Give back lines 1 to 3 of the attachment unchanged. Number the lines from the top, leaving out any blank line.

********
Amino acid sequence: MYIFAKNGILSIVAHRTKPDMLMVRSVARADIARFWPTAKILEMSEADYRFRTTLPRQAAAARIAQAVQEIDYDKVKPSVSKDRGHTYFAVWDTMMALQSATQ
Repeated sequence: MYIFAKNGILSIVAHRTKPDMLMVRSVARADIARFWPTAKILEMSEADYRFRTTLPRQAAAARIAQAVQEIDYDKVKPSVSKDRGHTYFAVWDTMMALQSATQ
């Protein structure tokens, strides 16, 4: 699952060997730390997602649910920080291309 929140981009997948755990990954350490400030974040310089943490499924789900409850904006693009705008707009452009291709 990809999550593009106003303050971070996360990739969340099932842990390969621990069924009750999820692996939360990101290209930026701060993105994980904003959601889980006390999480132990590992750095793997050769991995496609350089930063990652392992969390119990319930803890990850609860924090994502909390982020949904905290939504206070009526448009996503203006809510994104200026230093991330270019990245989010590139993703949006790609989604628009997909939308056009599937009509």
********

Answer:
Amino acid sequence: MYIFAKNGILSIVAHRTKPDMLMVRSVARADIARFWPTAKILEMSEADYRFRTTLPRQAAAARIAQAVQEIDYDKVKPSVSKDRGHTYFAVWDTMMALQSATQ
Repeated sequence: MYIFAKNGILSIVAHRTKPDMLMVRSVARADIARFWPTAKILEMSEADYRFRTTLPRQAAAARIAQAVQEIDYDKVKPSVSKDRGHTYFAVWDTMMALQSATQ
């Protein structure tokens, strides 16, 4: 699952060997730390997602649910920080291309 929140981009997948755990990954350490400030974040310089943490499924789900409850904006693009705008707009452009291709 990809999550593009106003303050971070996360990739969340099932842990390969621990069924009750999820692996939360990101290209930026701060993105994980904003959601889980006390999480132990590992750095793997050769991995496609350089930063990652392992969390119990319930803890990850609860924090994502909390982020949904905290939504206070009526448009996503203006809510994104200026230093991330270019990245989010590139993703949006790609989604628009997909939308056009599937009509």